3:15 PM *O2.6
STRUCTURE-PROPERTY CORRELATION IN LOW K DIELECTRIC MATERIALS. Michael Morgen , Jie-Hua Zhao, Michael Hay, Taiheui Cho and Paul S. Ho, Institute for Materials Science, University of Texas, Austin, TX.
In recent years there have been widespread efforts to identify low dielectric constant materials that can satisfy a number of diverse performance requirements necessary for successful integration into IC devices. This has led to extensive efforts to develop low k materials and the associated process integration. A particularly difficult challenge for material development has been to find the combination of low dielectric constant and good thermal and mechanical stability. In this paper recent characterization results for low k materials obtained at the University of Texas will be reviewed, with an emphasis on relating the chemical structure to the aforementioned key material properties. For example, measurements showing the effect of film porosity on dielectric, thermal, mechanical properties is presented. This data, as well as that for various fully dense materials, demonstrates the tradeoffs between dielectric constant and thermo-mechanical properties that are often made during the course of material development.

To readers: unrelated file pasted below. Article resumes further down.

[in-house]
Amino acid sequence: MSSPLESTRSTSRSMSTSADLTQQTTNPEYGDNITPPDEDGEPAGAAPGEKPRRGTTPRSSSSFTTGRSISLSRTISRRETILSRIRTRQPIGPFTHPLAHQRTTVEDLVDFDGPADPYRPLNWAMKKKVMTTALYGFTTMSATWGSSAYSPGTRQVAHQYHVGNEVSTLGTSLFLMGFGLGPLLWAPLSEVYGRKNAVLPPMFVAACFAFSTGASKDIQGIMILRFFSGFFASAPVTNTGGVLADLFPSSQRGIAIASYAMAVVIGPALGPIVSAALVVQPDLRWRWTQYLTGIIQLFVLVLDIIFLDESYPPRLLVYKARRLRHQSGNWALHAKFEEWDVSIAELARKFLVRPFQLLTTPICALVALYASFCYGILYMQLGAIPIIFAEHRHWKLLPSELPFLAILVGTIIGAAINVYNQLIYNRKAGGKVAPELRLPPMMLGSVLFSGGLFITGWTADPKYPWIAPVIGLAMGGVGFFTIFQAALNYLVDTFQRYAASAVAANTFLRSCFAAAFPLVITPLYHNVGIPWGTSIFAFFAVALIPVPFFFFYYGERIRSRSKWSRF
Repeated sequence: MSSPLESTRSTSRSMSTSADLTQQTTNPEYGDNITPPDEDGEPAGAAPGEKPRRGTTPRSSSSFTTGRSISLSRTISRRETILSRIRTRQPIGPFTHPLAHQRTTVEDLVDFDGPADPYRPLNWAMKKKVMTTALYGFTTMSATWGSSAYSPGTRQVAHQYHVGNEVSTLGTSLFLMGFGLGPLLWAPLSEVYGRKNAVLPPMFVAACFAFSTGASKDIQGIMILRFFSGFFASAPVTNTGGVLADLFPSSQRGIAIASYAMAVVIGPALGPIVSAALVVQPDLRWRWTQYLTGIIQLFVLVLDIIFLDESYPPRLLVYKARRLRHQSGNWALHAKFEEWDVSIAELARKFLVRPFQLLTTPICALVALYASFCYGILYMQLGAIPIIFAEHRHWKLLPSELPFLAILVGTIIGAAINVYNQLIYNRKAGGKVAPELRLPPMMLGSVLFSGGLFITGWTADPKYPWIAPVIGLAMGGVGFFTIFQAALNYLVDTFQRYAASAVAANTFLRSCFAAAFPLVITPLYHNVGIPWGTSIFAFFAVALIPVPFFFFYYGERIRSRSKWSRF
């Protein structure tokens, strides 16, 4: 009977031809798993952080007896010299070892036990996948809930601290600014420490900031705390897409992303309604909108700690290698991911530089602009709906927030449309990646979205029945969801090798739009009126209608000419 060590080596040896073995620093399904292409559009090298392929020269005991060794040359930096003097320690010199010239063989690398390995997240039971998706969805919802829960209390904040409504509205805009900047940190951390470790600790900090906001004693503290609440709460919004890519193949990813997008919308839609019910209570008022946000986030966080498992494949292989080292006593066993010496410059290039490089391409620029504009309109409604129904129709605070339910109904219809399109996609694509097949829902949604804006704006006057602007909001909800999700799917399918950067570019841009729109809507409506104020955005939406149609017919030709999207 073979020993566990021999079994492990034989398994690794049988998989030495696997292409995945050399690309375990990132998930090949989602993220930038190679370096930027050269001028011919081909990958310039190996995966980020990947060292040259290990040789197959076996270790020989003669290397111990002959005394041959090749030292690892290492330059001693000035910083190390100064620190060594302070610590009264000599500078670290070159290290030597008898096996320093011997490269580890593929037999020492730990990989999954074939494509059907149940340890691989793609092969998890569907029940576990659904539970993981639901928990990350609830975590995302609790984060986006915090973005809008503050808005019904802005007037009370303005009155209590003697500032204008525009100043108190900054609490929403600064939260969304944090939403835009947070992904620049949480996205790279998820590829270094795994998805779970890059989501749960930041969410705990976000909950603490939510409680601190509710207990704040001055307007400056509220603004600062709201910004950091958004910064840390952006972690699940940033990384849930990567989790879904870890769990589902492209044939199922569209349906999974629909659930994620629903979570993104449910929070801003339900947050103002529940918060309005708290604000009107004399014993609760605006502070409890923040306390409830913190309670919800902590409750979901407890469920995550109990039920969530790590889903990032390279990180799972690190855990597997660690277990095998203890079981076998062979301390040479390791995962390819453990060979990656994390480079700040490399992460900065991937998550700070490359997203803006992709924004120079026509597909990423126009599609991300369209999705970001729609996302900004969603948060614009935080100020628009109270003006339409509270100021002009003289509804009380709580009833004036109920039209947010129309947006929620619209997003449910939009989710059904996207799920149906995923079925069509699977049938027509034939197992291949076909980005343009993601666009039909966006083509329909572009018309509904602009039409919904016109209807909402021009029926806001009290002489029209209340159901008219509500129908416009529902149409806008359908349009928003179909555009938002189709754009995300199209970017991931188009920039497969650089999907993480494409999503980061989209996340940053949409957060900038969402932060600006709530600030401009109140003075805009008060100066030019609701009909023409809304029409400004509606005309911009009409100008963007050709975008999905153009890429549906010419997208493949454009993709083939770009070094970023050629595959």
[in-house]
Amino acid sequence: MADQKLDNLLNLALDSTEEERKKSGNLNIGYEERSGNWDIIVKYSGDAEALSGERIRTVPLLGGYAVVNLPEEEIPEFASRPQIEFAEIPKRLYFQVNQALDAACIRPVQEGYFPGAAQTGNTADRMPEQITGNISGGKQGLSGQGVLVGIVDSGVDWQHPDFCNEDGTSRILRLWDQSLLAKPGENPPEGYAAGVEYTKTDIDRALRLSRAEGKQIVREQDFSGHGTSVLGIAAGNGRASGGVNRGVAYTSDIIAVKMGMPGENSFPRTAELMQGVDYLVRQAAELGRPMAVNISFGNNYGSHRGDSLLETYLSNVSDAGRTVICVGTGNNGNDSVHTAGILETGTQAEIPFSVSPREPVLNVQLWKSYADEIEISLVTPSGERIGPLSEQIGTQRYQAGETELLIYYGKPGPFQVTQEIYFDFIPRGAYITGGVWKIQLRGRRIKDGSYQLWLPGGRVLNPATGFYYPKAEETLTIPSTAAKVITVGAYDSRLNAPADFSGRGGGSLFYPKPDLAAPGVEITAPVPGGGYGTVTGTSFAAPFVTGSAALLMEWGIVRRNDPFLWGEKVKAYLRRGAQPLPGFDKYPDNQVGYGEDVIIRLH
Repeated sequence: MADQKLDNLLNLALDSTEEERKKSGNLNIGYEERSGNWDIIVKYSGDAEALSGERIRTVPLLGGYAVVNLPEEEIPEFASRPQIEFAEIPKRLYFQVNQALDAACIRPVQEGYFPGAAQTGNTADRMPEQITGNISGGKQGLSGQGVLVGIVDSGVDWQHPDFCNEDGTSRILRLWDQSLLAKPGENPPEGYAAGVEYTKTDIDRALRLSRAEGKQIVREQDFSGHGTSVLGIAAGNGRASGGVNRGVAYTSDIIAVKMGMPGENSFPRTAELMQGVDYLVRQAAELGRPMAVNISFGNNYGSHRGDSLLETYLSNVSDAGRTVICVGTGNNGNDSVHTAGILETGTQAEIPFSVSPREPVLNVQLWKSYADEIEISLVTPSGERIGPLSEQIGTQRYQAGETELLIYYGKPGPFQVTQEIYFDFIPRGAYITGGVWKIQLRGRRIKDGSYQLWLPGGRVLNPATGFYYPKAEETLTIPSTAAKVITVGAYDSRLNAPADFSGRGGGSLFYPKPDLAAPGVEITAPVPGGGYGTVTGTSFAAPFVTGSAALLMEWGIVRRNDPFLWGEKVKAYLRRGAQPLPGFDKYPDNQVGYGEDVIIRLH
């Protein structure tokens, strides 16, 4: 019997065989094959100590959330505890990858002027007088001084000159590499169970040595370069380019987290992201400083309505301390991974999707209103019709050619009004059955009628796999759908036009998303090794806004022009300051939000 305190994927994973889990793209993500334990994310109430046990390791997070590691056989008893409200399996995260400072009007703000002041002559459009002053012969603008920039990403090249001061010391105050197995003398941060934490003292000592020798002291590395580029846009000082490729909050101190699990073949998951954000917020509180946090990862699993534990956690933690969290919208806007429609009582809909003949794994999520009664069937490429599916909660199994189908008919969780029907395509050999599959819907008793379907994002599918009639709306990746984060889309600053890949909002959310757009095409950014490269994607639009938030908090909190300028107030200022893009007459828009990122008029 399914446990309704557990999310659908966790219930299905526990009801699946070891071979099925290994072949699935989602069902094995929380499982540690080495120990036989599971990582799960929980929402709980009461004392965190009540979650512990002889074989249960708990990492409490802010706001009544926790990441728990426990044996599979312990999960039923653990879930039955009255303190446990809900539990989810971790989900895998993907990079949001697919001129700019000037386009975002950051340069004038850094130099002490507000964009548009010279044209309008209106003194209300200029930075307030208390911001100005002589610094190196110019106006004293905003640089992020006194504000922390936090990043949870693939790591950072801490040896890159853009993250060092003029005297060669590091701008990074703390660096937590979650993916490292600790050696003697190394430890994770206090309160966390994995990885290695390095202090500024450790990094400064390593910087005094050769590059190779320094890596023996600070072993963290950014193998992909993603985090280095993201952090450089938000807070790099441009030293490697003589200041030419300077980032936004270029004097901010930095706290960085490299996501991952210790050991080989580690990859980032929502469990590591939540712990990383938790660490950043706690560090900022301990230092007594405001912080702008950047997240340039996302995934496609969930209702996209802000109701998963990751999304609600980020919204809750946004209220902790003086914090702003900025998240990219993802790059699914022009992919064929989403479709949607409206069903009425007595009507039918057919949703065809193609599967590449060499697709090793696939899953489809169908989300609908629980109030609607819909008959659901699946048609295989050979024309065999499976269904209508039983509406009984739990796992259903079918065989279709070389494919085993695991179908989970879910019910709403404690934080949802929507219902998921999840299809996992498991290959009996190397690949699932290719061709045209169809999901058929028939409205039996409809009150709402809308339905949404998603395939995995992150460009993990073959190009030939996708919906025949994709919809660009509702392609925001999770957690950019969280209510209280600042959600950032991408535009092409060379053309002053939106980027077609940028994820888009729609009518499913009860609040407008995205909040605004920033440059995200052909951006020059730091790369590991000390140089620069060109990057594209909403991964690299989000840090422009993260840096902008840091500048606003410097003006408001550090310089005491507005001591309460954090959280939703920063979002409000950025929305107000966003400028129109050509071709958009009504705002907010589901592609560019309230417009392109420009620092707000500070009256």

3:45 PM O2.7
CALCULATION OF PORE SIZE DISTRIBUTION IN THE ELLIPSOMETRIC POROSIMETRY. F.N. Dultsev, K.P. Mogilnikov , V.G. Polovinkin, Institute of Semiconductor Physics, Novosibirsk, RUSSIA; M.R. Baklanov, IMEC, Leuven, BELGIUM.